Adam sat forward, interested. “Where’d he come from?”
“He came from a town called Zhovit Vody. It’s in south Central Ukraine.” Adam looked puzzled so Les took out his smart phone and together they looked up the town and found where it was located.
“Wow,” Adam said. “That’s wicked.”
Les had no idea what that meant but assumed it was something good. He nodded and said, “His was quite the life. Demetri’s father worked in the scandium mine there. It’s one of only three mines like that in the world. I guess they use scandium as an alloy in aluminum or something. Makes it stronger.” He could see Adam start to lose interest, and continued, “Anyway, long story short, Demetri’s father wanted something better for his son than working in the cold and dangerous mine, so he sent him to apprentice as a cobbler with his cousin in the next town over. Demetri worked for him for five years to learn the trade. During that time, he met his darling Marika and they got married.
“Around that time, in the mid-thirties, the Jews were being persecuted ruthlessly so Demetri and Marika emigrated to America and set up their business over on Lake Street near downtown Minneapolis. That’s where I met him. He gave me my first job. My mom and dad were having problems. They eventually divorced and my mom remarried. I didn’t like the guy because he was a jerk to me. It was not a good time.”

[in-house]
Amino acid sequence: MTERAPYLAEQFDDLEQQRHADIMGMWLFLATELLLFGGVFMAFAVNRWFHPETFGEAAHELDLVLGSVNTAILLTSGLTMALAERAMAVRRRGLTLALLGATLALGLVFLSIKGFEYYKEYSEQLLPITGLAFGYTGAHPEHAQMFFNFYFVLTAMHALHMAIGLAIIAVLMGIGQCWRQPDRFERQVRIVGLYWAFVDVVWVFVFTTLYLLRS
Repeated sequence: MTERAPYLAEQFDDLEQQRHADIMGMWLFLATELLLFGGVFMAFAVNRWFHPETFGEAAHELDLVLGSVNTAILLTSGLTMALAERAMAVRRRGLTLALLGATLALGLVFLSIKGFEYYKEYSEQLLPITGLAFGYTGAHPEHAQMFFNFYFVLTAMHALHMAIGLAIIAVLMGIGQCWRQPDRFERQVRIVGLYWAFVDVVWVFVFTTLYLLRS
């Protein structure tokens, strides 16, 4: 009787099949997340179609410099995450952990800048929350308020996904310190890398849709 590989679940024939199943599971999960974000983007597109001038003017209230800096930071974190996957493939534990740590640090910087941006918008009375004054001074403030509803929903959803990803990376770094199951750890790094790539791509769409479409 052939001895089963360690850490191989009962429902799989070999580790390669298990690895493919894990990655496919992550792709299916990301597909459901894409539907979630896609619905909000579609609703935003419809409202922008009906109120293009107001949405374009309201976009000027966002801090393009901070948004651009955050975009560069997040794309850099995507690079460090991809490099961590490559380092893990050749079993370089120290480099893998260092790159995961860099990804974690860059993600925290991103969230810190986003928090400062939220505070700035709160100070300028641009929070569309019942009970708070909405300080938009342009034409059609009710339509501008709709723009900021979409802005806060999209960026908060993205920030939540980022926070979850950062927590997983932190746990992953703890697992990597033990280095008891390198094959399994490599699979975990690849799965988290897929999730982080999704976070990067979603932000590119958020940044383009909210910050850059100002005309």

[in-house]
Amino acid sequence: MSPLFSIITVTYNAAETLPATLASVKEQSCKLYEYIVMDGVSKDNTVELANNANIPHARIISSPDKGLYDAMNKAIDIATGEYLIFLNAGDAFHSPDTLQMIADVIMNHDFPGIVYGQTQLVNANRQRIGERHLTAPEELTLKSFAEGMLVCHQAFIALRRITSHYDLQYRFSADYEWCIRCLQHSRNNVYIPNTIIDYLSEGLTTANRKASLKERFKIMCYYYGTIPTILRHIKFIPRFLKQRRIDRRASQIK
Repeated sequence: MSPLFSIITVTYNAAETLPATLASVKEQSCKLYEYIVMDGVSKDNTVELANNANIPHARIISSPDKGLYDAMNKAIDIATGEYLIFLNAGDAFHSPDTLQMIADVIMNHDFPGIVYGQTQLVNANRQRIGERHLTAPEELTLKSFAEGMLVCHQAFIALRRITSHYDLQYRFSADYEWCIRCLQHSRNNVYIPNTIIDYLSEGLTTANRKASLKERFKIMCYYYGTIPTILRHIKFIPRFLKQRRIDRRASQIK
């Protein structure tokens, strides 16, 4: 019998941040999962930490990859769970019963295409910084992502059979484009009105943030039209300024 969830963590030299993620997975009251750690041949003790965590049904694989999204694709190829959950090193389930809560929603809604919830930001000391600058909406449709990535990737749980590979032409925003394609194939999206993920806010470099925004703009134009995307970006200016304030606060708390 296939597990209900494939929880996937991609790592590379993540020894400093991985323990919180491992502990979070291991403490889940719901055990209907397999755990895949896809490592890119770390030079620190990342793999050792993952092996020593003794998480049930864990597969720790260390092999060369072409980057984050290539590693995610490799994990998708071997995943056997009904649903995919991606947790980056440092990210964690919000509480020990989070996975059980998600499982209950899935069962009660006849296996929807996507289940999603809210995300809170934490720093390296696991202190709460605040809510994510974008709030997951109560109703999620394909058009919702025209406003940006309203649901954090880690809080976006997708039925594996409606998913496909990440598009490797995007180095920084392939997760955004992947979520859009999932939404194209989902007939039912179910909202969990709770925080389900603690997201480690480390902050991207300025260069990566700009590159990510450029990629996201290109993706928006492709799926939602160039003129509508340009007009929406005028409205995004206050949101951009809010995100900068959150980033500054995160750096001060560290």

“Then you went into the Army, right?”
“Yeah, I did. Served my time as I like to call it. Came home with plans to work with Demetri in the shop but had too many bad memories of the war. Lots of issues. I had trouble adjusting.”
Les nodded, thinking for a minute before deciding that Adam was old enough to know the truth, “Yeah, kiddo. Drugs mainly, and booze. I was sliding downhill fast. If not for Demetri and Marika I wouldn’t be talking to you now.”
“You mean you’d be dead?”
“Yeah, my little friend. Dead.” No way to sugar coat the truth.
“Wow.” Adam was writing away furiously in his notebook.
Les glanced at the clock. It was nearly dinner time. “What time does your mom want you home?”
Adam looked at the clock. “She said to come home when I’m done interviewing you.”
“You want to stay for dinner?”
“What are you having?”
“I was thinking of having a bowl of ice cream and some popcorn.”
A big smile broke out on the young boy’s face, “Yeah!”
Les gave him his phone, “Call your mom, then.” Then he added, grinning, “Better not mention what we’re having.” The two friends smiled at each other.
While Adam was on the phone, Les went about get their meal ready. He smiled, whistled a little. He loved having Adam around. He sometimes had the feeling that what was between the two of them was like what had been between he and Demetri. Like a mentor and a friend.
Maybe, maybe not. But, whatever the case, the truth was exactly like he’d told Adam. If it hadn’t been for Dimitri and Marika he wouldn’t have lived much longer on the streets. Of that he was sure. They gave him his life back. Now he could give some of that to his neighbor’s son.
“Mom said I can stay as long as I want. Is that okay with you?”
Les opened the freezer and took out the ice cream. “Yep, that’s great,” he said. Then he put a bag of popcorn in the microwave.
Adam smiled, said goodbye to his mom and hung up the phone. “I’ll get the table set.”
“Thanks,” Les said. “That perfect. After we eat, we’ll go back to your interview. How’s that sound?
Les smiled. It sounded good to him, too.